The annual NSW Golden Gavel Competition, which showcases the oratory and comedic talents of young lawyers, was held on 15 May in Sydney.
Winner of the coveted speaking prize, Andrew Marriott from Legal Aid, spoke on the topic ‘Married at first sight: the honeymoon of briefing new counsel’.
Mr Marriott’s engaging portrayal of briefing counsel as a professional romance, further sensationalised by use of the theme music from Titanic, had the audience in hysterics.
When you first set eyes on your match through “barrister Tinder” (the internet), “your stomach tightens, your heart flutters, you can’t get them out of your head or your inbox”, Mr Marriott said.
“Counsel says, ‘Meet me out the back of Silks’. You tell your counsel, ‘I’ll be the one carrying the blue file’.
“As things draw to a close, you are packing up, you’re about to go back to the office and then the counsel says the magic words, ‘I want you to come back to my chambers and show me your briefs’.”
Email exchanges and coffee dates become increasingly “thrilling and sexy” as you draw closer to your public debut at trial.
“You learn to love his quirks,” Mr Marriott said. “The way his moustache catches his crumbs, the way his belly prevents him from leaning over and grabbing the notepad off the desk, the way he sometimes looks like he definitely slept in chambers overnight, but you are just too shy to ask.”
When the court date finally arrives, your barrister “whispers sweet nothings into your ear like, ‘What did the judge say? I wasn’t listening’.”
Mr Marriott’s witty and elaborate storytelling caught the attention of judge Michael Kirby, who said the speech was a “brilliant contribution and right up to the very best standards of Golden Gavel”.
Another speaker, Gemma Lardner from Henry Davis York, deliberated on the difficult relationship solicitors have with the court and assessed whether shirt fronting judges, Tony Abbott-style, was an “appropriate way” to deal with a bench that won’t budge.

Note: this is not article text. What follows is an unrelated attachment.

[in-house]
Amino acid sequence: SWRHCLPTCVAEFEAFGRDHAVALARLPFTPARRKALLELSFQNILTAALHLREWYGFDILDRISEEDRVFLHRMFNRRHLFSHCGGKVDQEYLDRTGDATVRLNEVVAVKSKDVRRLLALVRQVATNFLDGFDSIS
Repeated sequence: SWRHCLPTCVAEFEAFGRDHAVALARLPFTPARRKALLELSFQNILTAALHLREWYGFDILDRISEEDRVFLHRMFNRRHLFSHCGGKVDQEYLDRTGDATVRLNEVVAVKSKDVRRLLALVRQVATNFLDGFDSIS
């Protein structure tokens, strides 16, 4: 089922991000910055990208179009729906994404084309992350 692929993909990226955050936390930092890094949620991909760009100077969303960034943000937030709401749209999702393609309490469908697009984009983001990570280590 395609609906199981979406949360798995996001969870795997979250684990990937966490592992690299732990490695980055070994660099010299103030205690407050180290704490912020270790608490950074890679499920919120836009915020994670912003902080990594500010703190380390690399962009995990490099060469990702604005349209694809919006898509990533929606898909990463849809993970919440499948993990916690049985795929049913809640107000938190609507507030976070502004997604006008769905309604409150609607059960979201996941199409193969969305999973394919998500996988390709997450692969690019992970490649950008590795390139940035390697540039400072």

“Every judge I’ve ever had the pleasure of appearing before has been easy to talk to, patient, understanding,” she reflected.
“Superior court judges have only led me to weep in a foetal position under my desk, 10, 15 times tops.”
But for lawyers who find judges difficult to deal with, shirt fronting is probably a flawed strategy, she said.
Lawyers obviously don’t have to address the “practical issues” that Mr Abbott would have needed to overcome to come good on his threat to Russian president Vladimir Putin.
“How on earth do you shirtfront a man who is, as a general rule, disinclined to wear shirts and predominately travels by horse or bear?” Ms Lardner pointed out.
But there is another way: “The beautiful thing about the law firm structure is that partners delegate their work, personal insecurities and problems down to us young lawyers and we in turn can always hospital pass the matter to an unnervingly enthusiastic grad who hasn’t quite had their enthusiasm for the law completely stomped out of them,” she said, brightly.
“Send them up to take the hit from the judge while you are still bruised from the last one.”
Ms Lardner qualified this suggestion by saying that “there is a real likelihood that the grad you now need to manually paginate a ten volume brief to counsel will be too busy dealing with their PTSD flashbacks to be of any use to you.”
Kristen Hammond from Holman Webb Lawyers, who was the runner-up in the competition, demonstrated unequivocally that there is no time too early in the morning to speak publicly on the subject of butt plugs, nipple clamps and whips.
Her topic ‘50 Shades of Grey: being dominant on the rough road to success’ led her to discuss subtle themes of the film, such as how “it’s ok to behave like an absolute stalker control freak nut bar when you are hot and rich”.
The people’s choice award, presented by partner at Sparke Helmore Mark Doepel, went to James Foley from Gadens, who spoke on the topic ‘Speaking in Emoji: surviving a performance review’.
Mr Foley was introduced as a speaker with “an innate gift for spilling coffee on original documents” and described by his colleagues as “presumably a lawyer” who can normally be found face down on his keyboard.
Hitting a chord, he said performance reviews are “are a little bit like going on a date with your boss except there’s no dinner, no drinks and only one of you is going to get screwed.”
In his presentation speech, Mr Doepel said a key sign that a young lawyer is about to depart a firm is when they are honest in their performance review.
“I remember many years ago when I was a partner at a law firm that shall remain nameless – it was Minter Ellison – we had a lovely young girl in a performance review … and it started with her saying that she couldn’t work with this partner for a moment more and she blew us all away when she said, in the most eloquent of language, she would rather spend the rest of her life with a diseased penis in her mouth than spend any more time at this so-called law firm.”
Image: The winners and judges of the Golden Gavel Competition.